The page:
5 Graphic Specifications to Take Into Consideration Before Designing Your Banners

Readability and visual appeal are the two keys to high-conversion banners. While bad design can derail your signage investment, you can easily avoid some common formatting mistakes and increase the visual appeal of your company’s signage. There are some graphic specifications to take into consideration before you design your banners. If you can follow these simple steps, you will boost the visual appeal of your banners and your sales too. 

Proper Resolution Is Paramount to Your Success

Blurry banner images can deter customers from doing business with your brand. 68% of consumers believe that a business’ signage reflects the quality of its products or services. So, if your business has hard-to-read signage, customers may be discouraged from seeing what’s in your store. Understanding the role resolution plays in producing quality banner graphics will help you avoid this sale-dampening faux pas. 

Bring Your Banner Questions to a Successful Resolution

Image resolution refers to the quantity of pixels displayed per inch of an image. Resolution is typically represented as ppi. For printing purposes, higher resolution yields higher quality pictures. Ppi and dpi are used interchangeably, though dpi refers to dots per inch involved in the print reproduction process. 

If you are using raster graphics in your design like .PSD, .JPG, or .TIFF files, here is a general guide for their print resolution: 

  • 100% scale at 100 DPI
  • 50% scale at 200 DPI
  • 25% scale at 300 DPI
  • 10% scale at 600 to 1200 DPI 

Now that you know how to scale your raster graphics, it is time to learn how to properly save these files. For the best possible print reproduction, submit your raster graphic files as .PSD for Adobe Photoshop, .JPG for high-resolution JPEGs, or .TIFF for high-resolution .tiff files. When you print your banners, keep in mind that thumbnail-sized .jpg and .gif files will not have high enough resolution to produce quality prints.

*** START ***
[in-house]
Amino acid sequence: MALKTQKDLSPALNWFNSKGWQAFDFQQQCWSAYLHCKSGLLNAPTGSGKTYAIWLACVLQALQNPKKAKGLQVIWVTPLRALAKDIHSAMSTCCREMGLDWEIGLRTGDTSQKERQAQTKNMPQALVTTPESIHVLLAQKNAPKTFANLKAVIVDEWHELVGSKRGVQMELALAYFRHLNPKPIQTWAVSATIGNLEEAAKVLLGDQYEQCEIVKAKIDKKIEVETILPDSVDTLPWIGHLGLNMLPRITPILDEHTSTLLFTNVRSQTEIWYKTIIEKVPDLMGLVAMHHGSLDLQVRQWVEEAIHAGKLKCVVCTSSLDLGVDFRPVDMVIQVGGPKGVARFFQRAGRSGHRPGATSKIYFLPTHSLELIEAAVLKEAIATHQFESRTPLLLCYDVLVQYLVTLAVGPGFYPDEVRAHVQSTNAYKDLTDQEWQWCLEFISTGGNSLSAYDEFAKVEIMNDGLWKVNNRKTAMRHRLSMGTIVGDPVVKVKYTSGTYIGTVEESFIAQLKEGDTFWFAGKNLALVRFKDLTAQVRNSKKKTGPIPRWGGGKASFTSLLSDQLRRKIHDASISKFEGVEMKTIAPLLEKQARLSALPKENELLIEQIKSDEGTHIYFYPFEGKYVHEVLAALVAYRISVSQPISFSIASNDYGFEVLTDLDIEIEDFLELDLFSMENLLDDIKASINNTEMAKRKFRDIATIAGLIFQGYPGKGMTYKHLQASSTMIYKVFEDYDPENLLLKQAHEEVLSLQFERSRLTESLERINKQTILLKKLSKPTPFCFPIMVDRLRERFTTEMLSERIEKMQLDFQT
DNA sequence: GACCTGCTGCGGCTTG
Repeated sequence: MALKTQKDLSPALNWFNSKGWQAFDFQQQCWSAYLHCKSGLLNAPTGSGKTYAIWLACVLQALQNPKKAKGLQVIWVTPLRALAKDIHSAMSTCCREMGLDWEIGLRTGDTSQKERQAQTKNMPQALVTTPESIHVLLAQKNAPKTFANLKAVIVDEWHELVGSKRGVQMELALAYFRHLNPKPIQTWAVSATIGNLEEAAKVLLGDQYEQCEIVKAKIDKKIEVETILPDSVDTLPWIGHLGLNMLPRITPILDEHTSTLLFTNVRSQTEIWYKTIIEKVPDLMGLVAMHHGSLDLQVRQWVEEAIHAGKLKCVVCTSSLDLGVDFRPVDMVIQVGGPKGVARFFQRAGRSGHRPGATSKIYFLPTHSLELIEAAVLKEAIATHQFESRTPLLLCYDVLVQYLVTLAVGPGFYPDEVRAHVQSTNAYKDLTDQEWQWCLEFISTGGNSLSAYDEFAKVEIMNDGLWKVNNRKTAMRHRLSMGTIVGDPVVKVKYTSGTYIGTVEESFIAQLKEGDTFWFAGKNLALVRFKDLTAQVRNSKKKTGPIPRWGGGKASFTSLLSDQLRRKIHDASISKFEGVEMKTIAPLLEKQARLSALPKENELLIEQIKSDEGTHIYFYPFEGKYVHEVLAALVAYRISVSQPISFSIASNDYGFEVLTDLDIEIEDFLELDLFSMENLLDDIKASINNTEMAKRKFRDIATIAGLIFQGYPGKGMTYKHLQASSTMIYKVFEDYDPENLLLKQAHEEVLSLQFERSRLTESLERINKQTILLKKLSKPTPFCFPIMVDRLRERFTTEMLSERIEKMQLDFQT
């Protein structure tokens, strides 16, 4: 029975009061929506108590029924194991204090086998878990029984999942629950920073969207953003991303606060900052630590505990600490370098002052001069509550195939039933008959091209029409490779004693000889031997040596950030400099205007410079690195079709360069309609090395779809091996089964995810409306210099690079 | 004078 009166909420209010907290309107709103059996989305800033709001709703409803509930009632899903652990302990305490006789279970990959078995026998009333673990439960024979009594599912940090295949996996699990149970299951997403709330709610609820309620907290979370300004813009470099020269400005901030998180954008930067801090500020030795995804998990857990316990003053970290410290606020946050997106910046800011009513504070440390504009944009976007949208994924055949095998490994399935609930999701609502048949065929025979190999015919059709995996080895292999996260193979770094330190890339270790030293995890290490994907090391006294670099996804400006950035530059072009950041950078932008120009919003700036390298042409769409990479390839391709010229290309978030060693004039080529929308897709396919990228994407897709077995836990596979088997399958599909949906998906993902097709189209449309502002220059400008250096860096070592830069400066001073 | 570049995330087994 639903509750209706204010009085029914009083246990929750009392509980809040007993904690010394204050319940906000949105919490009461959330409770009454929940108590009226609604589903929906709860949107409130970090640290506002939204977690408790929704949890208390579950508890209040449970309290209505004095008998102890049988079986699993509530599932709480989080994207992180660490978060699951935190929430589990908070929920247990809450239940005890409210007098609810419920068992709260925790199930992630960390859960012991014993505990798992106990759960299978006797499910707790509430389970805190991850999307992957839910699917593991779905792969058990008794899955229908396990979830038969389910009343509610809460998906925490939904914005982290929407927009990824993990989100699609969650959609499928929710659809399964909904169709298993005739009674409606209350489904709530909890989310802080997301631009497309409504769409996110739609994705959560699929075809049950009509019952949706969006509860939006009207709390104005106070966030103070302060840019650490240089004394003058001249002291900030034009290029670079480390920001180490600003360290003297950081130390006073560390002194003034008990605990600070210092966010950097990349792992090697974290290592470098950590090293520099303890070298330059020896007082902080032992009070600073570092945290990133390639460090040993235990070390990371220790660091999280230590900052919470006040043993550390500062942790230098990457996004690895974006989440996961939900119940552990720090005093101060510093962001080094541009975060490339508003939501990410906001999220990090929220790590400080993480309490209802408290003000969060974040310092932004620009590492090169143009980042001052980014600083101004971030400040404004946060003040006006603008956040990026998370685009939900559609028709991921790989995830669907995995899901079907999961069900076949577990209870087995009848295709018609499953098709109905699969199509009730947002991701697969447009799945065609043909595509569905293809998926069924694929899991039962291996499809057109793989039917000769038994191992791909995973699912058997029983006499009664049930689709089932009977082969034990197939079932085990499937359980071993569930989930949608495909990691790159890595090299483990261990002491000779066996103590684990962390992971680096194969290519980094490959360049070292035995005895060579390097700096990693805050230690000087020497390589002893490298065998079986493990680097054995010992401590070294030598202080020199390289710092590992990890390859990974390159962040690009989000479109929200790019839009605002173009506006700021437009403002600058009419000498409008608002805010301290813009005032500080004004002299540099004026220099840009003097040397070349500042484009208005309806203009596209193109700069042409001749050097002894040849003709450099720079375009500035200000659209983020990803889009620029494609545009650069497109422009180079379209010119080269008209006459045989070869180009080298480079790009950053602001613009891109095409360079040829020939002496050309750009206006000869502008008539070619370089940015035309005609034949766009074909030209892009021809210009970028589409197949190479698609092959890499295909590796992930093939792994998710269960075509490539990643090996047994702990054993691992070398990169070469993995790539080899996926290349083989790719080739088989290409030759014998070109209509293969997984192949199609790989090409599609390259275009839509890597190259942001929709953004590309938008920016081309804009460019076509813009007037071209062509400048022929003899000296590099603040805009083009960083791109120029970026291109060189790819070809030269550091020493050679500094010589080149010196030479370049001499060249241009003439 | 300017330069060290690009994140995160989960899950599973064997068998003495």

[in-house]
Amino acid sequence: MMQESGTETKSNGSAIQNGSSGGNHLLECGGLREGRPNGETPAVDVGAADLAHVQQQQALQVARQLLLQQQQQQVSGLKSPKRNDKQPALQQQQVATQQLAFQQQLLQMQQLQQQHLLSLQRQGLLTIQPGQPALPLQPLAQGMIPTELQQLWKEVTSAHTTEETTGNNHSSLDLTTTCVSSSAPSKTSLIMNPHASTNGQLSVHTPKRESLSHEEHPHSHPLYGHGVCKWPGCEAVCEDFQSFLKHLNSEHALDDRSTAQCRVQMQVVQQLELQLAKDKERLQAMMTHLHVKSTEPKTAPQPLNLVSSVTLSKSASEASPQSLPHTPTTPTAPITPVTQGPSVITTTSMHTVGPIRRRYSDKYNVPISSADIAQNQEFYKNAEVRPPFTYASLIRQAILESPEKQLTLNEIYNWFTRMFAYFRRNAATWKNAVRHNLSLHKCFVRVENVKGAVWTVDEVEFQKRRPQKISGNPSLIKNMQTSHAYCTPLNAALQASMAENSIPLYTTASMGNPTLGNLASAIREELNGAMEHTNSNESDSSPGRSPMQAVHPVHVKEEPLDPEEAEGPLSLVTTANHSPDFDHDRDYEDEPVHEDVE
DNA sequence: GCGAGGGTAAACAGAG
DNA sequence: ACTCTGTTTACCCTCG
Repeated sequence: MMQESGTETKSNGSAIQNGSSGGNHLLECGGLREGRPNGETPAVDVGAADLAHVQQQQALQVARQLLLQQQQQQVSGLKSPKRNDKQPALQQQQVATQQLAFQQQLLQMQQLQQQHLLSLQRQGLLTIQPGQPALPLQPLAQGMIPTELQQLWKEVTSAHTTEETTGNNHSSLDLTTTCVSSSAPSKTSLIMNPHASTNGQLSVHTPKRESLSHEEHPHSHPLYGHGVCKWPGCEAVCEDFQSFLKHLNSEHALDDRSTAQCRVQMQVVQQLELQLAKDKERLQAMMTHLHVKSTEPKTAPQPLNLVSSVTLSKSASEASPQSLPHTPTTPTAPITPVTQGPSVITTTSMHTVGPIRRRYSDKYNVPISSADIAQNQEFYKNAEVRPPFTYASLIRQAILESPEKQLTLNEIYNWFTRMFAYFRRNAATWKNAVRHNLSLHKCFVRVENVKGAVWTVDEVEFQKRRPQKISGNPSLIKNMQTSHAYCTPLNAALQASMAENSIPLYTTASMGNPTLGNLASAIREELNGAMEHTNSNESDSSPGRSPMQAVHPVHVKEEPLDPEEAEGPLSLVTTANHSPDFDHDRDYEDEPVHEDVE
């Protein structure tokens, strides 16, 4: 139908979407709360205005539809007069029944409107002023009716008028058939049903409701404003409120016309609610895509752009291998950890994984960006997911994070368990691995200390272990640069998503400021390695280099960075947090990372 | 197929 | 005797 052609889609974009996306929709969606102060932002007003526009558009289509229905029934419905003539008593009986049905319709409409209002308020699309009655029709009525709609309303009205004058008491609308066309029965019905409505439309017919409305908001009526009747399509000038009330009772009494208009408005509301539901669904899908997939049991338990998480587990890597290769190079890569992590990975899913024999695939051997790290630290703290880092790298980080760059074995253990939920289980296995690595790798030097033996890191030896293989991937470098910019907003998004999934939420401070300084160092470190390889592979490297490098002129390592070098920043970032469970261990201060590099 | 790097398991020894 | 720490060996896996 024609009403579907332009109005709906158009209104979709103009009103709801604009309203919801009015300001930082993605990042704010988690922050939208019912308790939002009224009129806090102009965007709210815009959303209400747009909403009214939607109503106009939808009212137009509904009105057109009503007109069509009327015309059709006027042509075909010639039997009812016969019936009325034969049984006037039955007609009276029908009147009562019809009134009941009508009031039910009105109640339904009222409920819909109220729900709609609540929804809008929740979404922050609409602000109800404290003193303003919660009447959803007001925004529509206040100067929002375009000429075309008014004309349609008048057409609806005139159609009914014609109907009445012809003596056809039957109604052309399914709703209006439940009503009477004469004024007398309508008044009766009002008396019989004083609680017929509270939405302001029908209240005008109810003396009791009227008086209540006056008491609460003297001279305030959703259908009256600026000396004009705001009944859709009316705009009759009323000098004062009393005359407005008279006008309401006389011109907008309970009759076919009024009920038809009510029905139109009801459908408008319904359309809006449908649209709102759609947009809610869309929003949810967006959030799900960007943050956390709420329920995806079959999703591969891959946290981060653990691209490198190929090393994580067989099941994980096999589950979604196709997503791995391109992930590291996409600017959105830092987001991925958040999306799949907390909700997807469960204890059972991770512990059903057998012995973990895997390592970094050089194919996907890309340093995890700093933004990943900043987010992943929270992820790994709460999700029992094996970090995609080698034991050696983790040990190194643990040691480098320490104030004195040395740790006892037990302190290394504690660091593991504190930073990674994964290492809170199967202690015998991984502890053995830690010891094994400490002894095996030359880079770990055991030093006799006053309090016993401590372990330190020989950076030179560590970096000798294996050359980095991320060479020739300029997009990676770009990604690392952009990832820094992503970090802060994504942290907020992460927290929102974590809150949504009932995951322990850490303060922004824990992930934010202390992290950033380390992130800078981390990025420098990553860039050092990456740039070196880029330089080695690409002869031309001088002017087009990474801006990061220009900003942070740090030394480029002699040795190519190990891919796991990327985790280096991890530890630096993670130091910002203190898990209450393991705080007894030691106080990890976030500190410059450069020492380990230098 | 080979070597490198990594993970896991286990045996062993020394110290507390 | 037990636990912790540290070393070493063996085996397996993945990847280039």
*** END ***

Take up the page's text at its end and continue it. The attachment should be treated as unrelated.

Source Print-Friendly Photos

The human brain processes images 60,000 times faster than text. Given that people are highly-visual creatures, it’s a no-brainer to use captivating images on your banners. Nearly 50% of marketers believe visual content plays a critical role in their marketing strategy. However, if your photos are low resolution, your signs will lack the appeal you need to generate new business. That means you have to be careful of the images you choose as some image sources are better than others for banner printing. 

Banners are typically viewed from four to ten feet away. Therefore, 150 ppi is the minimum resolution recommended for most banners. Keep in mind that photos downloaded from websites or social media have notoriously low resolution. Avoid using these photos in your banner designs whenever possible. Instead, it is best to use photos taken with your phone or an actual camera for printed banner images. 

Decide Which Graphic Type Is Right for You

Raster and vector are two different types of graphics you can use to create visuals for your banners. Raster graphics feature a dot matrix structure which typically represents a rectangular grid of pixels. These graphics are resolution dependent. If you try to scale raster images past a certain resolution, it will affect the image quality.